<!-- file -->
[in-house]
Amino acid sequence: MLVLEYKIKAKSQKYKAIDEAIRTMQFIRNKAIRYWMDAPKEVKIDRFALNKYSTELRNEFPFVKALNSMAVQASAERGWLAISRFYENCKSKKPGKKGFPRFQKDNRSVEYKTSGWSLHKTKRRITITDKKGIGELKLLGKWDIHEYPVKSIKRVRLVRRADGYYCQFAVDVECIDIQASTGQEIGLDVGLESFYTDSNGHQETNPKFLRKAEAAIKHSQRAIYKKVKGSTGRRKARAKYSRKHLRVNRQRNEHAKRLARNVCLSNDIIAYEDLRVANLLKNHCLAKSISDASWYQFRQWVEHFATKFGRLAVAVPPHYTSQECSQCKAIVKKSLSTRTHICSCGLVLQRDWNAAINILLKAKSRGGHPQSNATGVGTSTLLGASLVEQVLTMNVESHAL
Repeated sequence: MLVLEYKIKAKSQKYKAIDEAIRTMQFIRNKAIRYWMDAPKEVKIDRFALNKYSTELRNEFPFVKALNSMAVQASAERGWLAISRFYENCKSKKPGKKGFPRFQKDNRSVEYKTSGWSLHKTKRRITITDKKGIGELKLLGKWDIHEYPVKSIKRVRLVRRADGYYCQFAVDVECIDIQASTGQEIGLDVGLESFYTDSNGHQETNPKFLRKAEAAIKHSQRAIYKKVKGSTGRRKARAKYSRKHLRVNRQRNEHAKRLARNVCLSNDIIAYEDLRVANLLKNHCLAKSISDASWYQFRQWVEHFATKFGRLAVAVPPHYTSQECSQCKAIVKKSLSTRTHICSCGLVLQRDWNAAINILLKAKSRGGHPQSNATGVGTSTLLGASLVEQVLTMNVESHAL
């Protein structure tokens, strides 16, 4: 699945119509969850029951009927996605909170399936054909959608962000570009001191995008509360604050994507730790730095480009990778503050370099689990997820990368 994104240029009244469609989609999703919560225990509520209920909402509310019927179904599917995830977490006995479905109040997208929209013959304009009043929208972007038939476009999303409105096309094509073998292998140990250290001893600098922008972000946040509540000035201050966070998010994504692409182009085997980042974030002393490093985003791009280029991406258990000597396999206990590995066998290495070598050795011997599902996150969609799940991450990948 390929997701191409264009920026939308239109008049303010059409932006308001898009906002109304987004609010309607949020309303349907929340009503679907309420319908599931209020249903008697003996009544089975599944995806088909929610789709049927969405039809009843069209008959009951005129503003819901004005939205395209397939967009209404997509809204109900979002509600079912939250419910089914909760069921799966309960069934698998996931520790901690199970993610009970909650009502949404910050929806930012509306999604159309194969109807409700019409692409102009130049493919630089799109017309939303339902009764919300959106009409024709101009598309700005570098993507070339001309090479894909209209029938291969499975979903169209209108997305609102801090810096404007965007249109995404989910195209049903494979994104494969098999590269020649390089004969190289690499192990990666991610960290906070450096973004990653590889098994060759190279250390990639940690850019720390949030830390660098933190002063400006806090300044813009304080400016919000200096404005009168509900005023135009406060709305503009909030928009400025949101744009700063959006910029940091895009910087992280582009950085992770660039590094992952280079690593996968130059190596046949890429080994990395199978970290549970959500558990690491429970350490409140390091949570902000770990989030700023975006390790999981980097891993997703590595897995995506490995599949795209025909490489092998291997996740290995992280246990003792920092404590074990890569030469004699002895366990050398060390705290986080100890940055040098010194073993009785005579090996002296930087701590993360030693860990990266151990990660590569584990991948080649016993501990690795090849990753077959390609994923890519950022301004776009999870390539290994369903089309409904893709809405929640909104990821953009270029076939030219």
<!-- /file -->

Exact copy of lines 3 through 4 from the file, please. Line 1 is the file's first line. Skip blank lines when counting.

Repeated sequence: MLVLEYKIKAKSQKYKAIDEAIRTMQFIRNKAIRYWMDAPKEVKIDRFALNKYSTELRNEFPFVKALNSMAVQASAERGWLAISRFYENCKSKKPGKKGFPRFQKDNRSVEYKTSGWSLHKTKRRITITDKKGIGELKLLGKWDIHEYPVKSIKRVRLVRRADGYYCQFAVDVECIDIQASTGQEIGLDVGLESFYTDSNGHQETNPKFLRKAEAAIKHSQRAIYKKVKGSTGRRKARAKYSRKHLRVNRQRNEHAKRLARNVCLSNDIIAYEDLRVANLLKNHCLAKSISDASWYQFRQWVEHFATKFGRLAVAVPPHYTSQECSQCKAIVKKSLSTRTHICSCGLVLQRDWNAAINILLKAKSRGGHPQSNATGVGTSTLLGASLVEQVLTMNVESHAL
């Protein structure tokens, strides 16, 4: 699945119509969850029951009927996605909170399936054909959608962000570009001191995008509360604050994507730790730095480009990778503050370099689990997820990368 994104240029009244469609989609999703919560225990509520209920909402509310019927179904599917995830977490006995479905109040997208929209013959304009009043929208972007038939476009999303409105096309094509073998292998140990250290001893600098922008972000946040509540000035201050966070998010994504692409182009085997980042974030002393490093985003791009280029991406258990000597396999206990590995066998290495070598050795011997599902996150969609799940991450990948 390929997701191409264009920026939308239109008049303010059409932006308001898009906002109304987004609010309607949020309303349907929340009503679907309420319908599931209020249903008697003996009544089975599944995806088909929610789709049927969405039809009843069209008959009951005129503003819901004005939205395209397939967009209404997509809204109900979002509600079912939250419910089914909760069921799966309960069934698998996931520790901690199970993610009970909650009502949404910050929806930012509306999604159309194969109807409700019409692409102009130049493919630089799109017309939303339902009764919300959106009409024709101009598309700005570098993507070339001309090479894909209209029938291969499975979903169209209108997305609102801090810096404007965007249109995404989910195209049903494979994104494969098999590269020649390089004969190289690499192990990666991610960290906070450096973004990653590889098994060759190279250390990639940690850019720390949030830390660098933190002063400006806090300044813009304080400016919000200096404005009168509900005023135009406060709305503009909030928009400025949101744009700063959006910029940091895009910087992280582009950085992770660039590094992952280079690593996968130059190596046949890429080994990395199978970290549970959500558990690491429970350490409140390091949570902000770990989030700023975006390790999981980097891993997703590595897995995506490995599949795209025909490489092998291997996740290995992280246990003792920092404590074990890569030469004699002895366990050398060390705290986080100890940055040098010194073993009785005579090996002296930087701590993360030693860990990266151990990660590569584990991948080649016993501990690795090849990753077959390609994923890519950022301004776009999870390539290994369903089309409904893709809405929640909104990821953009270029076939030219």